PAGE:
The #1 Supplement to Reduce Dementia Risk, Nutritional Psychiatrist Says
If you could make a simple lifestyle change to reduce your risk of developing dementia, would you do it?
Surveys show that more than half of people are very afraid of a dementia or Alzheimer's disease diagnosis, suggesting that there may be strong motivation to do so. In the United Kingdom, a study on dementia worry by the Alzheimer's Society found that 62% of people think a diagnosis means "life is over." Similarly, in the United States, surveys show a 31% uptick in fear of getting dementia and that 66% of respondents are at least somewhat concerned about providing care for a loved one with dementia.
Improving brain health is a popular topic among Eatthis.com readers, so we sought out the advice of a Harvard-trained nutritional psychiatrist and biologist, an expert on how nutrition impacts the brain. Uma Naidoo, MD, is the director of nutritional and lifestyle psychiatry at Massachusetts General Hospital and author of the national and international bestseller: This is Your Brain on Food. She's also a professional chef who believes eating a whole-food, plant-based diet is the best approach to nutrition for brain health. "I first enjoy seeking nutrients in the most delicious ways possible for healthy aging and staving off neurocognitive decline," says Dr. Naidoo.
Eatthis.com: Got it—whole foods first. But let's say we don't eat the healthiest all the time. If you could choose one supplement to take for protection against dementia, what would it be?
Dr. Naidoo: I would optimize turmeric with a pinch of black pepper, or a folate supplement, alongside omega-3 fatty acids. (Omega-3s are found in fish oil supplements and fatty fish.) Where a deficiency of folate may underlie some neurological conditions, improving folate status has beneficial effects on our brain health and cognitive age. Leafy greens, such as spinach, Swiss chard, and dandelion greens are an excellent source of folate, known also as vitamin B9. While turmeric (curcumin) may be taken as a supplement, it is easy to use the dried spice and you only need a small amount, less than a teaspoon daily with a pinch of black pepper*. I find that when people add these nutrients through food, they tend to use them more consistently than taking a supplement.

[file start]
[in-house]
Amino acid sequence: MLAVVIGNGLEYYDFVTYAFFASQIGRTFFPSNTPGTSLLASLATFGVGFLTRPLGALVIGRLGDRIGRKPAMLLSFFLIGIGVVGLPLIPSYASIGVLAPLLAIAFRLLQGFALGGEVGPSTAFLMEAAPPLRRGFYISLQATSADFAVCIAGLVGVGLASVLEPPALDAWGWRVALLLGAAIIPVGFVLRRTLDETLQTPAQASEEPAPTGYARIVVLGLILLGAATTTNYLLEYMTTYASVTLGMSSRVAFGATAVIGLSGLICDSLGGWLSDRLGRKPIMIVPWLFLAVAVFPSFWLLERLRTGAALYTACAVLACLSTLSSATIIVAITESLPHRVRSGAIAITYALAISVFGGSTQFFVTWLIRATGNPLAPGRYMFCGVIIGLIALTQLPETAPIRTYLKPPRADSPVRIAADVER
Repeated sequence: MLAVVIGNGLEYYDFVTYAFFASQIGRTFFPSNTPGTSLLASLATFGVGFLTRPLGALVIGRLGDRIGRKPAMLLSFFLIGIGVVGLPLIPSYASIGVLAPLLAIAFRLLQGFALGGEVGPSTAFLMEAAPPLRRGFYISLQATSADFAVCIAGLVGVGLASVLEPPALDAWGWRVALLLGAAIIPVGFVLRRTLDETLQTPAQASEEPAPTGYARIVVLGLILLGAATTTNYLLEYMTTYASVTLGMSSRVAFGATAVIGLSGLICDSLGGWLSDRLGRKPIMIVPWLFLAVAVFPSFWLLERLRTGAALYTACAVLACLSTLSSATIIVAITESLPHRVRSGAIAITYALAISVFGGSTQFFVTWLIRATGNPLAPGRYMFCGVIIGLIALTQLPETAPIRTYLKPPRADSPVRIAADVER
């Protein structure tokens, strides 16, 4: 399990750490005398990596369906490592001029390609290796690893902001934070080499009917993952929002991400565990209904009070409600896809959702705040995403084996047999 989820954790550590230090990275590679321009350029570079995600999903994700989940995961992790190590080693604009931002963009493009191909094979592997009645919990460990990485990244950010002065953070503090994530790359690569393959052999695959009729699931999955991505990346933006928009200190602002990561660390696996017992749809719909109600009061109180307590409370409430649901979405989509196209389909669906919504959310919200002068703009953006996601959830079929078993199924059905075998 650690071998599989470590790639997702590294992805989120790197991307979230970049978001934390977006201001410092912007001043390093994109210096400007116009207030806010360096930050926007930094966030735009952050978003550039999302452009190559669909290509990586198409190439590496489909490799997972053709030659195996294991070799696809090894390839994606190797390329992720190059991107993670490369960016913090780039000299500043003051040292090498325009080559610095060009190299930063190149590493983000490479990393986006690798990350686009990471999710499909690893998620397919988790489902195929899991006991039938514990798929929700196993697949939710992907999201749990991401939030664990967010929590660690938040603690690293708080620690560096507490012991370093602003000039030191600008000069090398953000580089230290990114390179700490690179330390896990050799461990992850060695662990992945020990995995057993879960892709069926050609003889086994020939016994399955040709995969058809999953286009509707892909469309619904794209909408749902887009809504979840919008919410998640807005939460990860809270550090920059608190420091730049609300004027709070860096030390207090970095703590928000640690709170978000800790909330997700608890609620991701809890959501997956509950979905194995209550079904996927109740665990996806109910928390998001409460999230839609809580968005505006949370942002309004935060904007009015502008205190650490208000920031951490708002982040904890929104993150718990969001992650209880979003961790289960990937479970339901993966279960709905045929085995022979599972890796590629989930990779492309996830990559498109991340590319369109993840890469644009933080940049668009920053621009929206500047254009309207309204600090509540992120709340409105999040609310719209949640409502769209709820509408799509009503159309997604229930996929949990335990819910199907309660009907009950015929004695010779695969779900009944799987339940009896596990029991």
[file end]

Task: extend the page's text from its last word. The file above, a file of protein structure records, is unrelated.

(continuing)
Eatthis.com: Are there other dietary supplements that you would suggest readers look into and ask their doctors about?
Dr. Naidoo: Yes, certainly—from the standpoint of nutrients to prioritize when it comes to mental health, seeking out sources of magnesium, vitamin D, and omega-3's is a great place to start.
Eatthis.com: Do you suggest those because we Americans tend to be deficient in them?
Dr. Naidoo: Yes. Those nutrients can be harder to get through your daily diet, so they are "the low-hanging fruit" for supplementation. Omega-3 fatty acids are particularly useful for the health of the brain and blood vessels. They also lower inflammation, which contributes to their neurocognitive benefits and neuroprotective properties.
While all these supplements may help ensure you get brain health-supporting nutrients, as a nutritional psychiatrist, I believe starting with a varied diet and whole foods approach to including these nutrients in your diet, as you subsequently gain the benefits of fiber, proteins, and antioxidants also present in whole foods. You can even get your omegas from plant foods. For example, Brazil nuts are rich in omega-3s. While there is no Recommended Daily Allowance for omega-3s, the National Institutes of Health recommends an adequate intake of omega-3's for men is 1.6 grams per day and 1.1 grams daily for women.
In addition to considering these brain-health supplements, avoid The Worst Eating Habits for Your Brain, according to Experts.
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